‘Intense, textural, articulate’ | Interview with Steroid Puppets

With larger than life riffs and explosive rhythm sections, you don’t need to listen for long to realize that each member of Steroid Puppets possesses outstanding technical ability. For headbanging, or to sit down and listen to every tiny detail, this project works both ways. Read our discussion with Ben Azar from Steroid Puppets below!

Describe your sound in 3 words

Intense, textural, articulate.

Tell us a few things about Right Thing, Wrong Moment. What is the main idea behind it?

Does it happen to you where you’re doing something you believe is the right thing, but your timing is off and you get it all messed up? It happens to me way too many times, and this is the idea behind the tune. As the tune goes on and on, it overcomes its hindrances, keeps pushing forward and getting more and more intense, kind of like real life.

As for the music, even though it’s 8:30 mins long, it is actually made out of 3 musical parts, and their variations. Kind of like classical music, but also very common in progressive rock/metal, where you represent a theme and develop it throughout the piece. That’s basically what guides me throughout any writing process, to come up with ideas and try to squeeze as much juice out of them. The trigger point for that song was the riff from 0:25 which is being played on one guitar, where I’m playing the harmony on the bass strings and harmonics on the treble strings. I was trying to approach the guitar like a piano. It also happens on the second part at 1:22, and in more points throughout the tune. I remember when sending the tracks to my sound engineer he asked me why I didn’t separate the two guitar tracks, then I told him it was played on one guitar.

You have worked as musicians with a variety of musicians of different genres from classic rock and heavy metal to psytrance. How does that affect your songwriting process?

I remember after graduating Berklee College of Music in Boston I moved to New York and played a lot of jazz and gospel. I also recorded a jazz album “Organized Memories”, under the jazz/fusion record label Inner Circle Music. Then when I moved back to Israel I started to play with Yossi Sassi (Orphaned Land), did a European tour with Marty Friedman (Megadeth, Cacophony) jammed with Steve Vai and Ron ‘bumblefoot’ Thal (Guns n Roses) and opened for Dream Theater and Haken. That brought me back to metal and progressive music, which is the music I used to listen to and play back in my teens. Another element that entered was being a sideman and recording artist for various mainstream productions, and collaborating with psytrance artists DJ Skazi and Azax Syndrom which brought a whole new and different palette to the table. In Steroid Puppets’s songwriting process I organically combine the energie of metal, the intellect and harmony of jazz, with fairly accessible melodies and rich production of mainstream and electronic music.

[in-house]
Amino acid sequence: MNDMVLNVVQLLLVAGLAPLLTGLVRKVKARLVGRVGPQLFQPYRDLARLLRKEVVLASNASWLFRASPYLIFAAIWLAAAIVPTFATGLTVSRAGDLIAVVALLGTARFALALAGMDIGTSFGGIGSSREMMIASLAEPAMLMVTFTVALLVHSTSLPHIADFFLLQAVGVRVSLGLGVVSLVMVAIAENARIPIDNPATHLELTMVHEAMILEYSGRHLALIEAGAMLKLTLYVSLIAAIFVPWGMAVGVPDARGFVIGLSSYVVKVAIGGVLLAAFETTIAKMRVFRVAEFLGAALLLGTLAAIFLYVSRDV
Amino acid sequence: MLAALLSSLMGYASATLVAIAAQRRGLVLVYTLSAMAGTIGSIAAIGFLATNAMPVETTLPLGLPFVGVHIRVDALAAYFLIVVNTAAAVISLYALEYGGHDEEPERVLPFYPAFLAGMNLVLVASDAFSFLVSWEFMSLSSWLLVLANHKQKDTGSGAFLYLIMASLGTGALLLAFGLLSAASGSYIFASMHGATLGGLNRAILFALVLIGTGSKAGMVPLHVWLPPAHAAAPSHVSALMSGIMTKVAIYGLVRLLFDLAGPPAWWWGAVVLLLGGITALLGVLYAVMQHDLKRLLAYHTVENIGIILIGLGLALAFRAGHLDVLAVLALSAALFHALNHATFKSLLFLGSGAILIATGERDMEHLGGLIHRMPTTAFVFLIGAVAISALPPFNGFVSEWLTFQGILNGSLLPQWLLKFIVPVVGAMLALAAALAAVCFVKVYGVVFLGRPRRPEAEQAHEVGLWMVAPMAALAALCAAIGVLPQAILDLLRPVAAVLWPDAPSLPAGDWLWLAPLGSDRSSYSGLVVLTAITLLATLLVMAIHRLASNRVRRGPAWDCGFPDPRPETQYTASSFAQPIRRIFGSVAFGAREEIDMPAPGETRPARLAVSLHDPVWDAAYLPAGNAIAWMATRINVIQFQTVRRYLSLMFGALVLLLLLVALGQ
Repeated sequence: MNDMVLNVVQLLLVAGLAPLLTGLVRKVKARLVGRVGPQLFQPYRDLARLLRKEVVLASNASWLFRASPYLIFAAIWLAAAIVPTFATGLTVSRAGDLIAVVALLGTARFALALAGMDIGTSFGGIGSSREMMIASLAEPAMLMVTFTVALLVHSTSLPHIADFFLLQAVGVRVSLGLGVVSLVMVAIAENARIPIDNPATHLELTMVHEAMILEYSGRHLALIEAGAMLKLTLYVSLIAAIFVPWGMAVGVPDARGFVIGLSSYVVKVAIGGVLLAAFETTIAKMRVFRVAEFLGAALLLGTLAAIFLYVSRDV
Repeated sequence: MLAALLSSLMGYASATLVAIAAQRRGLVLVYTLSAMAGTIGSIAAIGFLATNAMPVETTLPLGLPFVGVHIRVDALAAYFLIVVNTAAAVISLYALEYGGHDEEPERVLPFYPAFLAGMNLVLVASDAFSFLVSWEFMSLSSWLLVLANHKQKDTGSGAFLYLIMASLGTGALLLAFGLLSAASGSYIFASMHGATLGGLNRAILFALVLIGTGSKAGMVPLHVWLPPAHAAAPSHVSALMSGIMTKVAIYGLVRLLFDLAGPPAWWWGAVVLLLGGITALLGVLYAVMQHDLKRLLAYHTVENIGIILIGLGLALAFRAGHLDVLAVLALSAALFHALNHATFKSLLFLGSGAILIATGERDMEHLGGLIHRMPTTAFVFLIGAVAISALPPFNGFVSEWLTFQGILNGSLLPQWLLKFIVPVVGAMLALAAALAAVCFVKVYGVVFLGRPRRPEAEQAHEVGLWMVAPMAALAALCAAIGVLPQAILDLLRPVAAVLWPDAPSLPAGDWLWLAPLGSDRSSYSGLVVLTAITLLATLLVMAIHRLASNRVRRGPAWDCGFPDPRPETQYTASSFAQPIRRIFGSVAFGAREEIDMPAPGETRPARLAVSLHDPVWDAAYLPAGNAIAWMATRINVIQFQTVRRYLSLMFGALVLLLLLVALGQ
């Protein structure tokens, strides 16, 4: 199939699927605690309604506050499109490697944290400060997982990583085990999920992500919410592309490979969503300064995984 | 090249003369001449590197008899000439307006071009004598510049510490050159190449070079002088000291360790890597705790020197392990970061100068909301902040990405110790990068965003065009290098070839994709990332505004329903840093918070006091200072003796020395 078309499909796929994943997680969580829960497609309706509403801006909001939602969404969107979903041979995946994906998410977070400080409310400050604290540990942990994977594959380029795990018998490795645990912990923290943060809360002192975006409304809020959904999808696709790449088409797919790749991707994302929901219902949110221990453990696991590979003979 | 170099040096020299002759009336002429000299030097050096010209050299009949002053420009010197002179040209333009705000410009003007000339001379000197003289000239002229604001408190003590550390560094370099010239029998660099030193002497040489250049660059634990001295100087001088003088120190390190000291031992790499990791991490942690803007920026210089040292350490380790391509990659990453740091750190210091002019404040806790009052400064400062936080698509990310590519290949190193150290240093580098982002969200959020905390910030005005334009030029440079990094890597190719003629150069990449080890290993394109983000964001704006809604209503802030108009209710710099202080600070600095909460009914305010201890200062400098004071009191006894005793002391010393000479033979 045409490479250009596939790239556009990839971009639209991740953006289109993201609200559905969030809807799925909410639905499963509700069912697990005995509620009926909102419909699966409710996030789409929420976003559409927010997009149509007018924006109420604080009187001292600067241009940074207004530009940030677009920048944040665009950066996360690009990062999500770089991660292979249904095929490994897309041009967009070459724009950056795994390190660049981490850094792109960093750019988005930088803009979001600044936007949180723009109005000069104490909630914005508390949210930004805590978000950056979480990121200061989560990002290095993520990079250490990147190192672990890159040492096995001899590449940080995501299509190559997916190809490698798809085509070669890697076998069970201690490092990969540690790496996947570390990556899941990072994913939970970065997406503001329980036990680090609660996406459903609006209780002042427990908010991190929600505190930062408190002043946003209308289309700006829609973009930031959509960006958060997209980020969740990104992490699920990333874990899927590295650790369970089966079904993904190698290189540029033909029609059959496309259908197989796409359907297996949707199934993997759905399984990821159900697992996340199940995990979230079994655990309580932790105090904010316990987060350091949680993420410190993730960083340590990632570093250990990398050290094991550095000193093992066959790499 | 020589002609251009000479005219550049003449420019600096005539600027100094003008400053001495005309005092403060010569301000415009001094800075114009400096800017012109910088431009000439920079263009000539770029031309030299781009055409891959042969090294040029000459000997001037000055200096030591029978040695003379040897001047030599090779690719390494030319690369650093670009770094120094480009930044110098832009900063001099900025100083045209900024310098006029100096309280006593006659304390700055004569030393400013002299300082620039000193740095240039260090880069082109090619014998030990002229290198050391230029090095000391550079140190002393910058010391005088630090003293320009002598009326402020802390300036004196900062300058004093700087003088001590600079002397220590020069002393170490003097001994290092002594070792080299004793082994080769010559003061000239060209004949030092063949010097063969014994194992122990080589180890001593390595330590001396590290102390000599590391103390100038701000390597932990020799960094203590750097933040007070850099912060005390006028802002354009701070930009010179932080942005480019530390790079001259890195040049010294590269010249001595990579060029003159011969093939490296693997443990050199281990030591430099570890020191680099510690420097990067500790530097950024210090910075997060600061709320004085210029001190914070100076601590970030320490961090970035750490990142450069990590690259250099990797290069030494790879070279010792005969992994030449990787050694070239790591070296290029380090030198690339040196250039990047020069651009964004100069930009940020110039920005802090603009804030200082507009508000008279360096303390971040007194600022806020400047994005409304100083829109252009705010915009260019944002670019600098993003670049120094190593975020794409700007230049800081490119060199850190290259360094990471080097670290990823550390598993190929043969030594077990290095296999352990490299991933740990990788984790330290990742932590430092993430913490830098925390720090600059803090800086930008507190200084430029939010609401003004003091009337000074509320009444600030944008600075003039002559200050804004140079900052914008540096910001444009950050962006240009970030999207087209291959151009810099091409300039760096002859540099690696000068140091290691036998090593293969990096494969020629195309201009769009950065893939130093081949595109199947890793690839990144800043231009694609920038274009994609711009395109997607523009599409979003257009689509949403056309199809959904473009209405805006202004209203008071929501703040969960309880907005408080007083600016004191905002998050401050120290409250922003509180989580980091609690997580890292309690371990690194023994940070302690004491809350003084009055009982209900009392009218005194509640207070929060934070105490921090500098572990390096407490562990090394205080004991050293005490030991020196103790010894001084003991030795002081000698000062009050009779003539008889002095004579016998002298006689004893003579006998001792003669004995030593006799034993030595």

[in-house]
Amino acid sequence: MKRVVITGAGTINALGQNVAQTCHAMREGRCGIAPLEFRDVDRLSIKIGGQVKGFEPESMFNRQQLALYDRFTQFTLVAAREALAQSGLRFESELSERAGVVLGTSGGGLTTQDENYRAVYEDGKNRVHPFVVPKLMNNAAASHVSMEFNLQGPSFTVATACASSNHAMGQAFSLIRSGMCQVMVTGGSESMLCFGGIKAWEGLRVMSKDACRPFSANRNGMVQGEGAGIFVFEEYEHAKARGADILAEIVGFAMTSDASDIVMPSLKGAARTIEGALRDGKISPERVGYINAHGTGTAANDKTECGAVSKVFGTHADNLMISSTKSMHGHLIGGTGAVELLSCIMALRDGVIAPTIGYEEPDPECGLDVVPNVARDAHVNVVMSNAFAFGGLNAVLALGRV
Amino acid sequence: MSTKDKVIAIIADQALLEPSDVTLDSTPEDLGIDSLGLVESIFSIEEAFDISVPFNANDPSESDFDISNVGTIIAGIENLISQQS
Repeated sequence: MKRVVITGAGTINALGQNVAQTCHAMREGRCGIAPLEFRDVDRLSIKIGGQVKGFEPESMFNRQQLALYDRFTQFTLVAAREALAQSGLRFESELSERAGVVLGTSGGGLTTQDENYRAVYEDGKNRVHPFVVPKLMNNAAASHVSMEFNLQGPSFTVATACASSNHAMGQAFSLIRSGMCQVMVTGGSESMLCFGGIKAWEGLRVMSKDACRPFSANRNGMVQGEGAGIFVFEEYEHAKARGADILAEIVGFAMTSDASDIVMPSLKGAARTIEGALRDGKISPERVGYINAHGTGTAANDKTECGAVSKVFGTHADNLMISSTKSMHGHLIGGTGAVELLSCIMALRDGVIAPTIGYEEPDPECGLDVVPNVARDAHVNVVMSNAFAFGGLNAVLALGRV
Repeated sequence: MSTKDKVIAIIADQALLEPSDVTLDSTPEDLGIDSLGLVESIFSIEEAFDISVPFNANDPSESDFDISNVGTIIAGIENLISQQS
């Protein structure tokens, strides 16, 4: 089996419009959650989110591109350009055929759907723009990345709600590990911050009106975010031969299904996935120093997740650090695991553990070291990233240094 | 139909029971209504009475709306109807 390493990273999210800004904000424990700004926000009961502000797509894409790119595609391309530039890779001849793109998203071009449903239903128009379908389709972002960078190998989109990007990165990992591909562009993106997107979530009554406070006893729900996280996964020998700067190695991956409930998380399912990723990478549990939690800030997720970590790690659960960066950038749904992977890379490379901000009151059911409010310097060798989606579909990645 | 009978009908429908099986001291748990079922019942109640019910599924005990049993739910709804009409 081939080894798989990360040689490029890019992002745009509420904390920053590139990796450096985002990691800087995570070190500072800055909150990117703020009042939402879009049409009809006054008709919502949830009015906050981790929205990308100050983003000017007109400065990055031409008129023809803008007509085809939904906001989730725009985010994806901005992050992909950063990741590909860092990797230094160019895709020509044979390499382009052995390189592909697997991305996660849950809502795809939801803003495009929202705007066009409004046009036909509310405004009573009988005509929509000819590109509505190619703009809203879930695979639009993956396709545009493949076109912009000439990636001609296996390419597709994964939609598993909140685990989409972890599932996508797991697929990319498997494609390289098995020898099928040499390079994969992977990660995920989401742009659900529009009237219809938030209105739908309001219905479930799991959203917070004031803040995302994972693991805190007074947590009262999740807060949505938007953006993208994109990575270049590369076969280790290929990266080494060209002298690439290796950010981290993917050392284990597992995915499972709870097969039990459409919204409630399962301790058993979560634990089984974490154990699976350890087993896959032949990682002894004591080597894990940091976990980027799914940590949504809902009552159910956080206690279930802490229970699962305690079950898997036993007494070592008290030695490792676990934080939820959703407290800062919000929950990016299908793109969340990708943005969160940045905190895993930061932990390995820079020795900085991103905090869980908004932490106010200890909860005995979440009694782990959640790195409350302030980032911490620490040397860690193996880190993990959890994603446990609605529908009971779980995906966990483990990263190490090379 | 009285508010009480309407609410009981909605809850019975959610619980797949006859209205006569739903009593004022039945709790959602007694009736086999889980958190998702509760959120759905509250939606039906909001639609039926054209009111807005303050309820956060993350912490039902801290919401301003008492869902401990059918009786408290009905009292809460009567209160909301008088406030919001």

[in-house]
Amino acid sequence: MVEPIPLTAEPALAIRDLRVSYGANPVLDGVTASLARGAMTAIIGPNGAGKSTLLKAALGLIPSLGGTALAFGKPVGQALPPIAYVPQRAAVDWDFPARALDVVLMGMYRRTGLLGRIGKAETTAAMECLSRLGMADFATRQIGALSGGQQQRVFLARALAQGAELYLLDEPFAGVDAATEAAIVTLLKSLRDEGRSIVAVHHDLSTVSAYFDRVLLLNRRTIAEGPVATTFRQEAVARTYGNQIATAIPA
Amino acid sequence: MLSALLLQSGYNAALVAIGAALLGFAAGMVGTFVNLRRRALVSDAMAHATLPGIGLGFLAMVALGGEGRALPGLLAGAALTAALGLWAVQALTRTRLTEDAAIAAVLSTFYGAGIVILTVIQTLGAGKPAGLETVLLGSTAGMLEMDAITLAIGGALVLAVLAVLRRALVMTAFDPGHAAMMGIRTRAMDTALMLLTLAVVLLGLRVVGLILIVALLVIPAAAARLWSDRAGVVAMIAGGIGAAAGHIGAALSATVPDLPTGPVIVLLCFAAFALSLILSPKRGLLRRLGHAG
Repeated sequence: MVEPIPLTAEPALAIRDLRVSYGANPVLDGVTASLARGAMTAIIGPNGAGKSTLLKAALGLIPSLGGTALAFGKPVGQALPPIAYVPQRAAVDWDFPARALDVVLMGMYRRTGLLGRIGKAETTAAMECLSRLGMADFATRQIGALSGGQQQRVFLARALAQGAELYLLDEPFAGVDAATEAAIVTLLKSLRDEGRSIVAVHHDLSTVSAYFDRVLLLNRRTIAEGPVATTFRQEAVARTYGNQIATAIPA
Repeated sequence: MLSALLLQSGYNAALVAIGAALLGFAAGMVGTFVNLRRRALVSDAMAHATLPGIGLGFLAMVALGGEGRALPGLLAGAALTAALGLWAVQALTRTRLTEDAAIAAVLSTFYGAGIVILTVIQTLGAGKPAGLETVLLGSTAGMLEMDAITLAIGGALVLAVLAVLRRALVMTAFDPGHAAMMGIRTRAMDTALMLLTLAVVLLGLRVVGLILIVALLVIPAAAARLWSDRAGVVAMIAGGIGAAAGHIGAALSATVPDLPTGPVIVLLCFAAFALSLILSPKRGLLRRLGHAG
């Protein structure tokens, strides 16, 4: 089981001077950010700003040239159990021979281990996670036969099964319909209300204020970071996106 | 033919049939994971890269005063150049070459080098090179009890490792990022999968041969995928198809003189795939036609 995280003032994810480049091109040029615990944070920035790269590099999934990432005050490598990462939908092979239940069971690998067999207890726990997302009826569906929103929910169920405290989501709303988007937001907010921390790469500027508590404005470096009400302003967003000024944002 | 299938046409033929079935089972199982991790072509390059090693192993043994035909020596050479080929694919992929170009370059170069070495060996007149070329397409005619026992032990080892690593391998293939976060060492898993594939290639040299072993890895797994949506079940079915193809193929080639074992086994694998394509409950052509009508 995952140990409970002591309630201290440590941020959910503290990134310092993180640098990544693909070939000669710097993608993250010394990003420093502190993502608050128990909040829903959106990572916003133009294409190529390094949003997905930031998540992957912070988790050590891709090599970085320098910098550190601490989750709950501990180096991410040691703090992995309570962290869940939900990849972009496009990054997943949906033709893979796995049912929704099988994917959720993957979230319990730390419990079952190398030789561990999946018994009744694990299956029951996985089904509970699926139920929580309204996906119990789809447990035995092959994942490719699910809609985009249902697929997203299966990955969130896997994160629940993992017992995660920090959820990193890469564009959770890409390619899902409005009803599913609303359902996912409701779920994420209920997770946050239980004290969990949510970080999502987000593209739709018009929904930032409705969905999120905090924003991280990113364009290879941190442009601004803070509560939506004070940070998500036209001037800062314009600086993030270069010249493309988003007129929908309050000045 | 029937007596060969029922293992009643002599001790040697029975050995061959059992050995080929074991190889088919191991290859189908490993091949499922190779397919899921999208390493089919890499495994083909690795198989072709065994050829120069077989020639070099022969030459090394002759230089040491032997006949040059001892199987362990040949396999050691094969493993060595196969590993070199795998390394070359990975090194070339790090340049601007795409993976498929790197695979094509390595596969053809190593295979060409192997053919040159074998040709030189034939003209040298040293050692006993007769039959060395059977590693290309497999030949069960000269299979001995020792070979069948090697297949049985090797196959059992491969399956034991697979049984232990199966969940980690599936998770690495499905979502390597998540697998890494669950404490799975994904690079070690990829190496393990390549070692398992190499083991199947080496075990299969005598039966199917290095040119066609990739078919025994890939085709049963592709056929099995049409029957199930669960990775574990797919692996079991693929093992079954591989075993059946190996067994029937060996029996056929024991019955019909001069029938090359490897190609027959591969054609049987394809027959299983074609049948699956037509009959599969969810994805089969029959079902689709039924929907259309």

You mostly release instrumental music. Is the absence of vocals an extra challenge when it comes to promotion?

It does make the promotion a bigger challenge. But, I was always drawn to instrumental music and soundtracks. I really like creating ambiance and taking the listener into a sonic journey. Steroid Puppets is basically my musical vision with no compromisation, it is the music I always wanted to listen to.

The second and very important element is the melody/hook. Every tune in the album, no matter how complex it is, has a singable melody or a hook that the listener can lay on, that engages him/her and makes them crave for more. This music is also aimed at the musician community, obviously the guitar community, but I feel that even though it’s guitar driven, is not guitar centric, the band is not just comping me while I’m doing my thing, there’s a whole composition to the bass and drums which makes it very enjoyable listening experience to other than guitar players.

If aliens visit us and ask us the best progressive metal album ever written, what would be your answer?

Hmm that is a tough one! I guess if they were to visit today I would say “Who Bit The Moon” by David Maxim Micic. A perfect blend of beautiful songwriting, amazing production and emotional music.

Progressive metal by default emphasises in technicality and experimentation. Should music as a fort of art always challenge the listener?

I look at music like a story telling. For instance, when you watch a movie or a TV series, you want to be surprised and challenged, of course to an extent where the story needs to be understood, but you don’t want everything to be obvious and simplified, if so it will just be a waste of time.

How did you come up with the name for the band?

The name came up with a quirky thought I once had, where us (and all earthlings) are puppets/machines being controlled and operated by our soul from a totally different location. I added Steroids because the music is on extreme steroids.

Future plans?

In the near future the band is going to release its debut album Earthguest on 17.5, with a spectacular video clip of the theme song, and a VERY special guest!!! The release will be followed with launching shows and tons of music/content which will be shared constantly.
Except for that there is an EP in the works, which I can’t talk about right now, but it’s going to have vocals and will involve some high profile musicians. It would probably come out some time during 2023.

Thank you!

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